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Monday, March 31, 2014

Nobel Prize In Religion?

 Dr. Marshall and Dr. Warren, The Researchers into Heliobacter Pylori

New York Times:
Published: July 31, 1984
TWO Australian researchers have discovered what seems to be a new spiral-shaped bacterium living in the human stomach. The finding of one more microorganism among the thousands known might have been no more than a curiosity if the Australian bacterium were not now being tentatively linked to some of the most painful ailments known: gastritis, peptic ulcers in the stomach and duodenum, and perhaps other problems as well. Several million Americans have these ailments whose origins are often unknown.

The story of how the finding was made and how the research is being conducted on several continents has much to say about how science really works, not so much as a matter of breakthroughs but rather in fits and starts, with optimism, pessimism and rivalries that sometimes impede potentially important advances. Thus, while there is a great deal of skepticism about the importance of this finding, there is a great deal of excitement, too, as the potential implications begin to emerge...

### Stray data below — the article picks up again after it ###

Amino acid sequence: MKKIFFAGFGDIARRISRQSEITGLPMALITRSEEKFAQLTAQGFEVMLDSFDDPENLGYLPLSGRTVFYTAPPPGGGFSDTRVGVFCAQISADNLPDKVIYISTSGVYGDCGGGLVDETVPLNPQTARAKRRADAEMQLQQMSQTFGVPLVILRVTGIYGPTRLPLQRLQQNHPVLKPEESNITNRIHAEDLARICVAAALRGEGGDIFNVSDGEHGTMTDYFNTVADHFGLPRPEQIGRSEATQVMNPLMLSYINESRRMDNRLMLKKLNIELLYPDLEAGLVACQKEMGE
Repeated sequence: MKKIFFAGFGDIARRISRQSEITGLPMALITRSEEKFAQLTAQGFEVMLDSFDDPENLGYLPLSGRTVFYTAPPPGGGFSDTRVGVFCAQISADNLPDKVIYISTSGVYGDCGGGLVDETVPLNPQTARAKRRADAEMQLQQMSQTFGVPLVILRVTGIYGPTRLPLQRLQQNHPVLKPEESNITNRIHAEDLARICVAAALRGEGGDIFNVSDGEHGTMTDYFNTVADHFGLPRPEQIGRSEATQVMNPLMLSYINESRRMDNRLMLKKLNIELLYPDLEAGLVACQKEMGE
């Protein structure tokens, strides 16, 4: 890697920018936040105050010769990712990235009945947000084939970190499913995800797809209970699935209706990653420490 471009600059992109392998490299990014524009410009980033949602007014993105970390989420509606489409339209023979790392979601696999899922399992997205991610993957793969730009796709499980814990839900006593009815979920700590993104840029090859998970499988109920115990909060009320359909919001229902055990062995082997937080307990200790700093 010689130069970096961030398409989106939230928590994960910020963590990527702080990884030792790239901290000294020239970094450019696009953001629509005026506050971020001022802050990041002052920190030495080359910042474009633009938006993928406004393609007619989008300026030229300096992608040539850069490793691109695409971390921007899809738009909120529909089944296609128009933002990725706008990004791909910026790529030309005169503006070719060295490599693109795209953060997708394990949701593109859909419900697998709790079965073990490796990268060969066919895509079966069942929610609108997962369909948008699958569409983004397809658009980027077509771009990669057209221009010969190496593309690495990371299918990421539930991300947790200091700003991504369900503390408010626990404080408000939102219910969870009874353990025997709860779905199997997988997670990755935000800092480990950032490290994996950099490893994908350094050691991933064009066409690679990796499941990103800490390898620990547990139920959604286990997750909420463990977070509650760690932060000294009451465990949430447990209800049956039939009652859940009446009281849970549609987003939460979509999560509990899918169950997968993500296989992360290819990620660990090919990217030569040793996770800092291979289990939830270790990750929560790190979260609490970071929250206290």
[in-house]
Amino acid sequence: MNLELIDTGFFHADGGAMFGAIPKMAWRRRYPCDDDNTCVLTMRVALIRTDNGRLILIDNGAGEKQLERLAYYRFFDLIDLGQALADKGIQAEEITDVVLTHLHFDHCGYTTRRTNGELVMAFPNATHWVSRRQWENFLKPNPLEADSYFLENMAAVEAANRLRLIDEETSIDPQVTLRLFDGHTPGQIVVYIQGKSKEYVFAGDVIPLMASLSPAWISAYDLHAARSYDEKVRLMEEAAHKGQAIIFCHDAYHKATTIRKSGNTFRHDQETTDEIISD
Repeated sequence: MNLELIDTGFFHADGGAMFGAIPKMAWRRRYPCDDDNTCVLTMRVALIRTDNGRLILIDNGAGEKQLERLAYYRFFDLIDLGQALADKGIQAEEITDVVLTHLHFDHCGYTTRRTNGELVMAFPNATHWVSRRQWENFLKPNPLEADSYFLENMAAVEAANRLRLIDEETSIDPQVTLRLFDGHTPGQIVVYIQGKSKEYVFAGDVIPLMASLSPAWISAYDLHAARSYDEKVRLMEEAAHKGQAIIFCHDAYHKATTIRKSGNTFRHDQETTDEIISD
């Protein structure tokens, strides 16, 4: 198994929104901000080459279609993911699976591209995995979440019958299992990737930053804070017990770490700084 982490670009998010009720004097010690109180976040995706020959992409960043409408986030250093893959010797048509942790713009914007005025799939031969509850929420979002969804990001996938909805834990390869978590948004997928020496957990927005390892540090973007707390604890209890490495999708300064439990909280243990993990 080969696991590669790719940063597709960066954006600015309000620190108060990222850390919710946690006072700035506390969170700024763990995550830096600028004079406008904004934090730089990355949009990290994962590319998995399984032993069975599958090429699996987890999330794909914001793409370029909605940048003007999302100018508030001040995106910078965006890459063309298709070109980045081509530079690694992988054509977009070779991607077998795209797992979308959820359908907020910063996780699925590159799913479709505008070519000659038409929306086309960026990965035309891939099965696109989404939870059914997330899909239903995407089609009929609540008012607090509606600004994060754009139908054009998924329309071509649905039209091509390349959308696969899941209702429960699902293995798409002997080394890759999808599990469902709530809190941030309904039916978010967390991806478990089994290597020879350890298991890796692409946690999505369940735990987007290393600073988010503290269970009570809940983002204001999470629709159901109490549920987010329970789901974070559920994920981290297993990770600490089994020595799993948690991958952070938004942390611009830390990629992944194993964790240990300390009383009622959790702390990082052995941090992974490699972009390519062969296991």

I remember. Most doctors and people could not believe that ulcers were caused by bacteria - heliobacter pylori - and could be cured by antibiotics. This is an early (1984) article in the New York Times, and it reflects the scepticism and surprise still present.

Also surprisingly, there are numerous revolutions in religion, even though religions often seem like monoliths and mammoths that move slowly - if at all!

Each individual story of pain, suffering, fear, and bondage is potentially a story of redemption and freedom.
Each one of us who has walked the long miles searching for spirit may become one of the religious geniuses in the flash of an eye; when the walker reaches their goal; when the prodigal returns and the feast is laid out.

The Structure Of Religious Revolutions plays out in each of us before it finds a public venue.

Religion is filled with research, development, and revolutions in knowledge and understanding.

So why do we pretend it is dogmatic?

Why do we abandon our research and leave it to the priests, monks, and imams?


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